Do psychological factors emanating from a financial crisis affect consumption? Evidence from China

Jan P. VOON, Ruifang ZHANG

Research output: Journal PublicationsJournal Article (refereed)Researchpeer-review

Abstract

This article evaluates the role and importance of psychology in consumption. Different psychological states emanating from the 2008 global financial crisis were modelled in this analysis. Using Chinese household survey data (N = 10,043), the consumption of both employed and unemployed Chinese consumers was shown to be significantly correlated with changes in the psychological states (such as mental accounting, emotion, optimism and perception) wrought by the crisis. An implication is that public policies, including the provision of social safety nets and income protection measures, may help to allay these psychological stresses and hence their adverse consumption impacts.
Original languageEnglish
Pages (from-to)146-156
Number of pages11
JournalChina: An International Journal
Volume11
Issue number1
Early online date25 Apr 2013
Publication statusPublished - Apr 2013

Fingerprint

psychological factors
financial crisis
China
evidence
psychological stress
household survey
optimism
public policy
emotion
psychology
income
Financial crisis
Psychological
Psychological factors

Bibliographical note

This research was supported by a research grant from Lingnan University (grant
no. DR09D4).

Cite this

@article{52322511a03c4377bb4c097c307e18ee,
title = "Do psychological factors emanating from a financial crisis affect consumption? Evidence from China",
abstract = "This article evaluates the role and importance of psychology in consumption. Different psychological states emanating from the 2008 global financial crisis were modelled in this analysis. Using Chinese household survey data (N = 10,043), the consumption of both employed and unemployed Chinese consumers was shown to be significantly correlated with changes in the psychological states (such as mental accounting, emotion, optimism and perception) wrought by the crisis. An implication is that public policies, including the provision of social safety nets and income protection measures, may help to allay these psychological stresses and hence their adverse consumption impacts.",
author = "VOON, {Jan P.} and Ruifang ZHANG",
note = "This research was supported by a research grant from Lingnan University (grant no. DR09D4).",
year = "2013",
month = "4",
language = "English",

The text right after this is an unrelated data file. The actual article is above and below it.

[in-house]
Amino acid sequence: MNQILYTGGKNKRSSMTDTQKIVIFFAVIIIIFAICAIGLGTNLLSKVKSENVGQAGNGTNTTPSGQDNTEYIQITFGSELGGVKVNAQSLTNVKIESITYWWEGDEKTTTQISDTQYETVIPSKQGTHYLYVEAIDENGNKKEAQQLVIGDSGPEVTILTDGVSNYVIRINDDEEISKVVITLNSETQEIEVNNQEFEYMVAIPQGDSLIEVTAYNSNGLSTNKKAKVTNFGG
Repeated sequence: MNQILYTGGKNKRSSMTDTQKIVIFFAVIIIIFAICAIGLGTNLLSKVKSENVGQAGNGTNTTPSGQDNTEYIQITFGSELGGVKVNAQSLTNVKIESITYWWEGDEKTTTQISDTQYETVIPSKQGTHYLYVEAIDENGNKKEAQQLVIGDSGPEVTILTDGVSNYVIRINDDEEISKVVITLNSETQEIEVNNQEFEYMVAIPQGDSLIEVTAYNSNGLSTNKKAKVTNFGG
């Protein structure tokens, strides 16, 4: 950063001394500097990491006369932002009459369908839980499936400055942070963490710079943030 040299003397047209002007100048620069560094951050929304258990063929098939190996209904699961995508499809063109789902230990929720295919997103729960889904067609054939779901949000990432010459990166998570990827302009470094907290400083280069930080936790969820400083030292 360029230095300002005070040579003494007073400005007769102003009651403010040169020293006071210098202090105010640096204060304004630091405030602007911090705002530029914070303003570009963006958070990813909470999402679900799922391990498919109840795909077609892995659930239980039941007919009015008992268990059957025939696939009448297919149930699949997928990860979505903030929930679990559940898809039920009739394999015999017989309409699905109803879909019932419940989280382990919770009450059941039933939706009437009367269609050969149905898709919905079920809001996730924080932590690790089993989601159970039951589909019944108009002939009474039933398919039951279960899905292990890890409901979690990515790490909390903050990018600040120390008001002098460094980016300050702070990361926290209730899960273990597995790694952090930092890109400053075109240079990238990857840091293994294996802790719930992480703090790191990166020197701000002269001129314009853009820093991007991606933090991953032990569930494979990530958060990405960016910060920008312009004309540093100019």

volume = "11",
pages = "146--156",
journal = "China: An International Journal",
issn = "0219-7472",
publisher = "National University of Singapore",
number = "1",

}

Do psychological factors emanating from a financial crisis affect consumption? Evidence from China. / VOON, Jan P.; ZHANG, Ruifang.

In: China: An International Journal, Vol. 11, No. 1, 04.2013, p. 146-156.

Research output: Journal PublicationsJournal Article (refereed)Researchpeer-review

TY - JOUR

T1 - Do psychological factors emanating from a financial crisis affect consumption? Evidence from China

AU - VOON, Jan P.

AU - ZHANG, Ruifang

N1 - This research was supported by a research grant from Lingnan University (grant no. DR09D4).

PY - 2013/4

Y1 - 2013/4

N2 - This article evaluates the role and importance of psychology in consumption. Different psychological states emanating from the 2008 global financial crisis were modelled in this analysis. Using Chinese household survey data (N = 10,043), the consumption of both employed and unemployed Chinese consumers was shown to be significantly correlated with changes in the psychological states (such as mental accounting, emotion, optimism and perception) wrought by the crisis. An implication is that public policies, including the provision of social safety nets and income protection measures, may help to allay these psychological stresses and hence their adverse consumption impacts.

AB - This article evaluates the role and importance of psychology in consumption. Different psychological states emanating from the 2008 global financial crisis were modelled in this analysis. Using Chinese household survey data (N = 10,043), the consumption of both employed and unemployed Chinese consumers was shown to be significantly correlated with changes in the psychological states (such as mental accounting, emotion, optimism and perception) wrought by the crisis. An implication is that public policies, including the provision of social safety nets and income protection measures, may help to allay these psychological stresses and hence their adverse consumption impacts.

UR - http://commons.ln.edu.hk/sw_master/2073

UR - https://www.scopus.com/inward/record.uri?eid=2-s2.0-84876849573&doi=10.1353%2fchn.2013.0004&partnerID=40&md5=29ea5b36ca735fa15dc34bde666c5688

M3 - Journal Article (refereed)

VL - 11

SP - 146

EP - 156

JO - China: An International Journal

JF - China: An International Journal

SN - 0219-7472

IS - 1

ER -